Pain management encompasses various types of pain experiences throughout an individual's life cycle from birth to the end of life. Pain experiences may include acute and chronic pain, pain from a chronic deteriorating condition, or pain as one of many symptoms of the patient receiving palliative care. Pain is not exclusively physiological but also includes spiritual, emotional and psychosocial dimensions. The goal of pain management throughout the life cycle is the same – to address the dimensions of pain and to provide maximum pain relief with minimal side effects.
Review of the literature, anecdotal reports and dialogue with colleagues reveals that the majority of patients do not receive adequate pain management. A wide variety of factors including inaccurate information, myths, rumors, fear and cultural issues contribute to inadequate pain management. For example, a prevailing rumor in the nursing profession is that a nurse can lose his/her nursing license for causing a patient's respiratory depression by frequent administration or by giving high doses of opioids, even though there is no documented evidence to substantiate this fear. The literature shows that adequate assessment in conjunction with opioid titration based on patient response can provide maximum pain relief without adversely affecting respiratory status.
Therefore, it is unwarranted to under-utilize or withhold opioids from a patient who is experiencing pain based on fear of causing respiratory depression. Due to multiple advances in the field of pain management (i.e. pain assessment, pharmacological and non-pharmacological interventions), licensed nurses may have incomplete or inaccurate information about the following variables which contribute to ineffective pain management:
- What is pain and how do patients demonstrate their pain?
- How is pain assessed and managed?
- Is there a difference between psychological dependence, addiction and physical dependence?
- Does aggressive use of opioids cause addiction?
- How does the patient's cultural background effect pain expression and management?
Myths and misinformation also contribute to ineffective pain management. Some common myths include:
- Too much pain medication too frequently constitutes substance abuse, causes addiction, will result in respiratory depression or will hasten death;
- Pain should be treated, not prevented;
- People in pain always report their pain to their health care provider;
- People in pain demonstrate or show that they have pain - pain can be seen in the patient's behavior;
- The level of pain is often exaggerated by the patient;
- Generally a patient cannot be relieved of all pain;
- Some pain is good so that the patient's symptoms are not masked;
- Newborn infants do not have pain; and,
- It is expected that the elderly, especially the frail elderly, always have some pain.
Patient Populations at Risk of Under Management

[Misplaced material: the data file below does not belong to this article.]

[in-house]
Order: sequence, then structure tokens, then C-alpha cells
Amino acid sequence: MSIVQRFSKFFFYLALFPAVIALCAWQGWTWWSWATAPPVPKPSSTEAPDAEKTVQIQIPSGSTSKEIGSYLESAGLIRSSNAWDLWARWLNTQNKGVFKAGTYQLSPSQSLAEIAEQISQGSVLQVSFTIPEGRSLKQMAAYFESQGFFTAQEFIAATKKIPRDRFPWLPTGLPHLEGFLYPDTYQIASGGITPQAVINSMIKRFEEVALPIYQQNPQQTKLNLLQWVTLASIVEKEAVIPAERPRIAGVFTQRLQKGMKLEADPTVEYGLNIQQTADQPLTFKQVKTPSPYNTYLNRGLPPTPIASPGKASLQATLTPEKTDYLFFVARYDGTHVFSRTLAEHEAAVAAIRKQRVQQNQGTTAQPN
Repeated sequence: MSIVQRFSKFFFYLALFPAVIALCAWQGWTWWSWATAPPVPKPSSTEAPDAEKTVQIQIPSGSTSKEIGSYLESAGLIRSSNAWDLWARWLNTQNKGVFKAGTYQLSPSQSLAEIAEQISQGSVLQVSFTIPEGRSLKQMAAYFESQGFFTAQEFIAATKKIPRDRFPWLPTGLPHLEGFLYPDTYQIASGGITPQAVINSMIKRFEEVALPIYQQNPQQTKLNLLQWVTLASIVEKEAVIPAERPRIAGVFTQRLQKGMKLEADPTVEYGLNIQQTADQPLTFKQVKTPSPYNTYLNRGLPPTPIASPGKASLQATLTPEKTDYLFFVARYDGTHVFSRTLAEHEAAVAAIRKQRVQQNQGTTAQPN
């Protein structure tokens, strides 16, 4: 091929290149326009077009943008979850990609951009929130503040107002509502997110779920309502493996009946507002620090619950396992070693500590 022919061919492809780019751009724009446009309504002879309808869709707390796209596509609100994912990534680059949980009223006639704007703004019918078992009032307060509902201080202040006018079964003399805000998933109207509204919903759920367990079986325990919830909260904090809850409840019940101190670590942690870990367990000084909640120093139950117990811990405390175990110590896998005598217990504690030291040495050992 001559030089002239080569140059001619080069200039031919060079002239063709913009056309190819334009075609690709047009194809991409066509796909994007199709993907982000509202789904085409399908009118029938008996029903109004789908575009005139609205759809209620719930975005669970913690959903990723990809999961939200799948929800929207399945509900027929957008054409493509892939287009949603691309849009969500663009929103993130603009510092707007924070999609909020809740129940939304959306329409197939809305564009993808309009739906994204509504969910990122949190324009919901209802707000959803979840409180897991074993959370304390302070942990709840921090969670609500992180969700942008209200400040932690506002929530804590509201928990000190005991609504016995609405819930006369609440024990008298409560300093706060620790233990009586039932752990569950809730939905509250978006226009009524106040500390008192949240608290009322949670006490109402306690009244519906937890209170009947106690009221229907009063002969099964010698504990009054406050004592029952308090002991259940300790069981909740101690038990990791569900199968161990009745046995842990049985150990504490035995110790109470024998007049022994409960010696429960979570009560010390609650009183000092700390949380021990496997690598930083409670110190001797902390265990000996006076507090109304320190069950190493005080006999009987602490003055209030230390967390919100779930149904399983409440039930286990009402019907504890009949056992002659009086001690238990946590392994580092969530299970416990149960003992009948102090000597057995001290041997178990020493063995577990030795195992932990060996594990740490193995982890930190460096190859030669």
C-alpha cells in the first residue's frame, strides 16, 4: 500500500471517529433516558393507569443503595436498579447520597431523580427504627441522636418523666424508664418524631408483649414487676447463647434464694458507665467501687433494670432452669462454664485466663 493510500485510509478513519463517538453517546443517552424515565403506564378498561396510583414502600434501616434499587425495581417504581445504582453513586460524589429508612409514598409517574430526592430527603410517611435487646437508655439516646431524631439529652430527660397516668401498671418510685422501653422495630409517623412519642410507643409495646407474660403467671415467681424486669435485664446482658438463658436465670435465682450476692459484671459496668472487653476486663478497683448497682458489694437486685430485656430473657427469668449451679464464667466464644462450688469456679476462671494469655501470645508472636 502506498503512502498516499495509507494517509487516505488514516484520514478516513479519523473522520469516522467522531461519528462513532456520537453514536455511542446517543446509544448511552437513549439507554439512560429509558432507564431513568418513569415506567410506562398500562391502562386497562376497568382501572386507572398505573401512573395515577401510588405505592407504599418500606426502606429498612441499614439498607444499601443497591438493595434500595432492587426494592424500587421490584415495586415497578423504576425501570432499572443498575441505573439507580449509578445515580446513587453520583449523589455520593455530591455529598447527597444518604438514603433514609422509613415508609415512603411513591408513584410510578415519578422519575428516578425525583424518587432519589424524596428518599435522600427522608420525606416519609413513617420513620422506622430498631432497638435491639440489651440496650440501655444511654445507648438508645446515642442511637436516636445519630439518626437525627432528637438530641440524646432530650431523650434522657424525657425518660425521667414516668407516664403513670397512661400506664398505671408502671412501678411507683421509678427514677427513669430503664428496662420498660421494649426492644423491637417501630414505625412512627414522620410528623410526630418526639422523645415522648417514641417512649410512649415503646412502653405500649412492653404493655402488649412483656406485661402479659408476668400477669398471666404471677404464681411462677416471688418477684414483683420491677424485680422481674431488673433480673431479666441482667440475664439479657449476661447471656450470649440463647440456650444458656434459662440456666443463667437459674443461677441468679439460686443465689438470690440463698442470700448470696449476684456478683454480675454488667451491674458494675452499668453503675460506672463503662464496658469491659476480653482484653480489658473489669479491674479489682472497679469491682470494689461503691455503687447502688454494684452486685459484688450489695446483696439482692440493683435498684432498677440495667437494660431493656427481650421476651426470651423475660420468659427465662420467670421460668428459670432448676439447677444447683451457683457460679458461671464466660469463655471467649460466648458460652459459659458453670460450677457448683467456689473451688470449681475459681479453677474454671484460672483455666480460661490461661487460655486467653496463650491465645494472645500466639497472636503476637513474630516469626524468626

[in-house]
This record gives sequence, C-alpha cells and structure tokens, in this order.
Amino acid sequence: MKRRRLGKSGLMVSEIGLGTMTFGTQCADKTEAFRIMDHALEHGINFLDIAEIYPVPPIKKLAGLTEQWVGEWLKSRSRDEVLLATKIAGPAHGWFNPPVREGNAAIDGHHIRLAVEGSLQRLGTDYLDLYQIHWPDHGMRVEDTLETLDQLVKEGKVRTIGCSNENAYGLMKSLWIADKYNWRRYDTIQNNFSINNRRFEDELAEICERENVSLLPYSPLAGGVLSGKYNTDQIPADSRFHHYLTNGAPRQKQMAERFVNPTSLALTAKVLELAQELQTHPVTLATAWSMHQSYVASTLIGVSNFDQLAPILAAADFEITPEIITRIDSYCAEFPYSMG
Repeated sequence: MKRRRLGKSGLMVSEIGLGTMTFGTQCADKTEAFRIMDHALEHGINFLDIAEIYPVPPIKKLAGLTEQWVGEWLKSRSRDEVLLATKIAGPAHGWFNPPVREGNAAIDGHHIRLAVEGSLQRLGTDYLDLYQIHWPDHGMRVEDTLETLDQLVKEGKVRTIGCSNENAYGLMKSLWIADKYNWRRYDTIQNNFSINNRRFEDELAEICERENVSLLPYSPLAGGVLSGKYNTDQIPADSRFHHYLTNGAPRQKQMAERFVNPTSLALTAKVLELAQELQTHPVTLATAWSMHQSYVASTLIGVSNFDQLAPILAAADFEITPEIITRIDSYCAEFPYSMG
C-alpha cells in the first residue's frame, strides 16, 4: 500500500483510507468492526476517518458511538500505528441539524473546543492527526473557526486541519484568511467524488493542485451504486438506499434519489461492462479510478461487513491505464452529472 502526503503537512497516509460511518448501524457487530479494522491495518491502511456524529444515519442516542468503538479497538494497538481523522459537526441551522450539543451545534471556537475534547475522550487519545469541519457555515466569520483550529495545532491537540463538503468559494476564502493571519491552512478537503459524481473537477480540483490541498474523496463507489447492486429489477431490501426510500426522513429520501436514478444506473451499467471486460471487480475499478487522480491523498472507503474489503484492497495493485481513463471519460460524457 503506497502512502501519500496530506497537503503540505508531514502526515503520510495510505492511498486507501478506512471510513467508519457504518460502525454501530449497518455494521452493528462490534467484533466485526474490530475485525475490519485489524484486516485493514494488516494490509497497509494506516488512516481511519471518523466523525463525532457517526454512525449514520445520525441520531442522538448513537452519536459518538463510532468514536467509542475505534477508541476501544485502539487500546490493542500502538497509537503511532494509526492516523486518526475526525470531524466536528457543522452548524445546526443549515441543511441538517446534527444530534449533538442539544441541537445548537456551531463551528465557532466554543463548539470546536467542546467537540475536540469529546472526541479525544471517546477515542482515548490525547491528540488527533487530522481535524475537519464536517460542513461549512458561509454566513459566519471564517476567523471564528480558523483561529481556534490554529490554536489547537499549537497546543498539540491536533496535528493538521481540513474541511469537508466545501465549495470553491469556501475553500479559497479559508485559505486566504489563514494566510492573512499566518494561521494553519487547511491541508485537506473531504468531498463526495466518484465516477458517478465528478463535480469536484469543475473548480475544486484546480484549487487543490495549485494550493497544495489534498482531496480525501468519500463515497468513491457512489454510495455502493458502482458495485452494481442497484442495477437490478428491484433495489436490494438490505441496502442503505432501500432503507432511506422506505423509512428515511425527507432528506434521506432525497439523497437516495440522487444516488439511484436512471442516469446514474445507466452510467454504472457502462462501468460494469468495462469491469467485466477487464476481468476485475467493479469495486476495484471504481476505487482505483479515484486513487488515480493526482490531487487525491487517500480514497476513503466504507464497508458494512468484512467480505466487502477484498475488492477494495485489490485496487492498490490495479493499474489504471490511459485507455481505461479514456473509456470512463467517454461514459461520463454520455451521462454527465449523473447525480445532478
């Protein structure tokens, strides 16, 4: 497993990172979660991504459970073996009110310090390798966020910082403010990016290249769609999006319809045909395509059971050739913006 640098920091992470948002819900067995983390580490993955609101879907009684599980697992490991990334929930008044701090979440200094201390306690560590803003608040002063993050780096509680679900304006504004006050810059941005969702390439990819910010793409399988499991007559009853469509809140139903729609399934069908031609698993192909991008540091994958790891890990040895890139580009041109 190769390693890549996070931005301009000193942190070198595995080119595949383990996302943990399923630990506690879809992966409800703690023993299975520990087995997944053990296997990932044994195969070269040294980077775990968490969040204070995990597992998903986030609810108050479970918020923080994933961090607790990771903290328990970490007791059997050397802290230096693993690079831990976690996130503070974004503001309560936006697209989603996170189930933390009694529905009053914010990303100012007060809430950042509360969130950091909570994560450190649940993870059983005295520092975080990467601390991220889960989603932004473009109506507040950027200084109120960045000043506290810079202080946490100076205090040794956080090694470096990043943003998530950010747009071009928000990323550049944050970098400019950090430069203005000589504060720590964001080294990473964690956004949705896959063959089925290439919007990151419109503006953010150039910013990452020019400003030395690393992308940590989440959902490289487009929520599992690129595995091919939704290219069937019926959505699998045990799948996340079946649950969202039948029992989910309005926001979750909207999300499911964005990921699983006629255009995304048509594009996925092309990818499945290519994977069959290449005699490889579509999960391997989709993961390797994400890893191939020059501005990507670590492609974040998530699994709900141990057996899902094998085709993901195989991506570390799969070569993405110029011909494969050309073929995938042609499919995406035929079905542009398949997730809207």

Because of multiple barriers to adequate pain management, all patients are at risk for under treatment of pain. Since pain is identified and reported primarily through patient self-reporting, difficulty in communicating increases the patient's risk for under-treatment.
Populations identified as being at greater risk include: infants and children, women, the elderly, patients with cognitive dysfunction, patients with emotional or mental illness, patients with chronic pain, patients with neuropathic pain, substance abusers, minority populations, the homeless, and patients with terminal illnesses.
In addition, patients who speak a different language or who are from a cultural tradition different from that of the clinician pose a special challenge. In effect, any patient, regardless of age, is at risk of being under-treated for pain. All populations can be placed at greater risk because of the health care provider's own belief system which may include the previously discussed myths and misinformation. The licensed nurse must become familiar with standards, guidelines and definitions regarding pain and its management in order to effectively advocate for the patient in pain.
Licensed Nurse Role: Knowledge Based Practice
The licensed nurse is responsible and accountable to ensure that a patient receives appropriate evidence-based nursing assessment and intervention which effectively treats the patient's pain and meets the recognized standard of care. In order to advocate for the patient, the licensed nurse must possess the following:
- Knowledge of Self
- The practice of nursing includes the knowledge of one's self through assessment of attitudes, values, beliefs, and cultural background and influences that have formed each of us as individuals. These factors affect the nurse when assessing, evaluating, and interpreting the patient's statements, behavior, physical response, and appearance. The greatest barrier to the patient achieving effective pain management may be the nurse's:
- Individual experiences with pain;
- Personal use of medications or non-pharmacological methods to manage pain; and,
- Family's or significant others' history or experience with substances for pain control or mood altering effect.
When the licensed nurse is influenced or constrained by personal factors, the nurse may not assess, evaluate or communicate the patient's pain level effectively or objectively. This can be further compounded if the nurse does not have adequate knowledge regarding pain management and, as a result, can not recognize the need to seek out additional information to assess and manage the patient's pain appropriately. For instance, a nurse who believes or states, “You can tell by looking at the patient if they are in pain” is demonstrating an inadequate knowledge base.
- Knowledge of Pain